The medieval church dates from 13th Century and has been enlarged and restored over the centuries, most notably by Sir Robert Walpole, who rebuilt the tower as a memorial to his grandfather Sir Jeffery Burwell in about 1730. Sir Robert, his two wives, his brother Galfridus and his successors, the 2nd, 3rd and 4th Earls of Orford are all buried here along with the 5th Marquess of Cholmondeley and his wife, Sybil.
In the grounds of Houghton Hall, ancestral home of the Walpole family, stands the medieval church of St Martin. The Walpole's lived at Houghton from the 11th century until the 18th century, and counted among their numbers Sir Robert Walpole, the first official prime Minister of England. Sir Robert is buried at the east end of St Martin's church, near the high altar. He was partly responsible for restoring the medieval church and he built the striking Gothick west tower in 1726 as a memorial to his grandfather Sir Jeffery Burwell.
The church was restored at the same time that the entire village of Houghton was torn down and rebuilt as estate cottages outside the Hall grounds.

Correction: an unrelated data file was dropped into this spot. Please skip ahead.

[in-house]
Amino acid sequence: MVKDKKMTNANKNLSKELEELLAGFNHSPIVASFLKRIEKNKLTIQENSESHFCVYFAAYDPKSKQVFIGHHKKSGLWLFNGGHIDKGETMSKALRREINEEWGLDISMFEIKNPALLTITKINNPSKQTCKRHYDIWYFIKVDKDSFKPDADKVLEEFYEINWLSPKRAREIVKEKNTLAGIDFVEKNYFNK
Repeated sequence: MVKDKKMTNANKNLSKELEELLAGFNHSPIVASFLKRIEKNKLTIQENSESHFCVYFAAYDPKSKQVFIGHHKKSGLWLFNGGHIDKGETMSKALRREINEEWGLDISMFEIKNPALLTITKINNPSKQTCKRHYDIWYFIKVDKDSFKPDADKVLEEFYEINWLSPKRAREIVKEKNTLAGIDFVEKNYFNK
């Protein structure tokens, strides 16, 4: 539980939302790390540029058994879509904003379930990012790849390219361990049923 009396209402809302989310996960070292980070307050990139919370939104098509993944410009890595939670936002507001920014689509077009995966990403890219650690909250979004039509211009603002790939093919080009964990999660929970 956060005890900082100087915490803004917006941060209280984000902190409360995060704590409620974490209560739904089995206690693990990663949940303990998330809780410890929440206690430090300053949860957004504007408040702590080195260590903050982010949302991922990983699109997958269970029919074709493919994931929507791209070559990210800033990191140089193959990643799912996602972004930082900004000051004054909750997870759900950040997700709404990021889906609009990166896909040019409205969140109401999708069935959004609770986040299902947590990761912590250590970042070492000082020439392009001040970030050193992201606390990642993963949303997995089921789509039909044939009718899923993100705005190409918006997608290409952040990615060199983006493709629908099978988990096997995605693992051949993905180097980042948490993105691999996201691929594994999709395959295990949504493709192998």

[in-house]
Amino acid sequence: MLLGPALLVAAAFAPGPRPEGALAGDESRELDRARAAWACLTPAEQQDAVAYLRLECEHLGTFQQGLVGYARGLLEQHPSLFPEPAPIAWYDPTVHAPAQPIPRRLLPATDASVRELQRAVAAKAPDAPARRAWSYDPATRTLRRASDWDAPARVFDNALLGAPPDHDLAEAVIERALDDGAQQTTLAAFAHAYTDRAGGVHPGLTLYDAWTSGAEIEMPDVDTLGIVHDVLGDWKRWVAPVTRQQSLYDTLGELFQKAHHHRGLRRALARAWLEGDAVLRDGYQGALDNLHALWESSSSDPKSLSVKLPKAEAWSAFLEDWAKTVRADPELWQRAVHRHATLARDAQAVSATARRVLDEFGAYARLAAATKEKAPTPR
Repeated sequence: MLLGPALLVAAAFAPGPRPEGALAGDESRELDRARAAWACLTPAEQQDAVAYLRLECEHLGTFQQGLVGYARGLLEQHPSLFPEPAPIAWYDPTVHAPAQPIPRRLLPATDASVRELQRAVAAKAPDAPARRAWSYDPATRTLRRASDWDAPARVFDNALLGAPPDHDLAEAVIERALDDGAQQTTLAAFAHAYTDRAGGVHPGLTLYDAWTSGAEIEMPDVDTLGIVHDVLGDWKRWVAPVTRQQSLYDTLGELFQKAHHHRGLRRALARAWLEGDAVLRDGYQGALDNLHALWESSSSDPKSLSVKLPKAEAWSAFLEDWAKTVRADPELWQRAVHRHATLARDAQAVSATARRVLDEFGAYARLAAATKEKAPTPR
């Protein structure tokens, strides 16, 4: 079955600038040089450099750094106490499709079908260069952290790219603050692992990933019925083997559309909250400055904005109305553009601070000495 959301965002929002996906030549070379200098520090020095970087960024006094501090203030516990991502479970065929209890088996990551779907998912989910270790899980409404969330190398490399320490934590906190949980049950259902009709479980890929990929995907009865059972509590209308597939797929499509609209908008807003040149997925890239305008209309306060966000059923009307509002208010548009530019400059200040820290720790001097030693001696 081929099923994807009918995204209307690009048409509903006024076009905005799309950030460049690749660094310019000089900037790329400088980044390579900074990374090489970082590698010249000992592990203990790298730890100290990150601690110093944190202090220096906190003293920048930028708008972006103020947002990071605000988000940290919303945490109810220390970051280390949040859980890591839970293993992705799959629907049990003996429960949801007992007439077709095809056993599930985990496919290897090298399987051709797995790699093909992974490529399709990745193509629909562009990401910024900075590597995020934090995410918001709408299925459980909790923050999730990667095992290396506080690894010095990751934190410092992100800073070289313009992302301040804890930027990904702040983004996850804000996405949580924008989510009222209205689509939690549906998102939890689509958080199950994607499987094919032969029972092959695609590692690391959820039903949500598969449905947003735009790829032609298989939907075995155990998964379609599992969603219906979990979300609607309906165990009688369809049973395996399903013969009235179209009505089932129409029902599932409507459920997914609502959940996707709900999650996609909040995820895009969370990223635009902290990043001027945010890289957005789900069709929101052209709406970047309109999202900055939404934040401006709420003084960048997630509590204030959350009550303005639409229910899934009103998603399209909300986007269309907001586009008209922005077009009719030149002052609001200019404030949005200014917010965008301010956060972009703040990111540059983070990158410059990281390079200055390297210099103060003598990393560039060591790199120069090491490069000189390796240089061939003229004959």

In the tower is a single bell, cast in 1426 and inscribed with the Latin phrase 'S Petre, ora pro nobis', translates as 'St Peter, pray for me'.
In the church through the west tower door the first thing you see is the elegant 18th century font. Near the font is an Easter Candle designed by Sir Charles Nicholson in 1926.
The nave arcades date to the late 13th century. The north aisle is original medieval construction, but the windows were inserted in the 1726 rebuilding. The south aisle dates to the early 16th century. The flat-topped windows are characteristic of the Tudor period and contrast with the rounded 18th century windows in the north aisle.
In the centre of the nave aisle is interesting historic feature in the church, a carved effigy of a Prior of Coxford Priory, who died in 1307. The effigy was brought to Houghton church in 1522, well before the Dissolution of the Monasteries. It shows the deceased wearing his vestments for the celebration of the Eucharist.
The church has a silver chalice used at the Eucharist that was given by Sir Robert Walpole's father in the late 17th century. It is still used, though not kept in the church for security reasons.
Most of the nave pews are 18th century, with a few earlier examples. Many have odd carvings on the bench ends and arm rests, including several grotesque figures. The blue and gold altar cloth comes was made for the coronation of George VI in 1937. On the walls are funeral hatchments to generations of the Walpole family.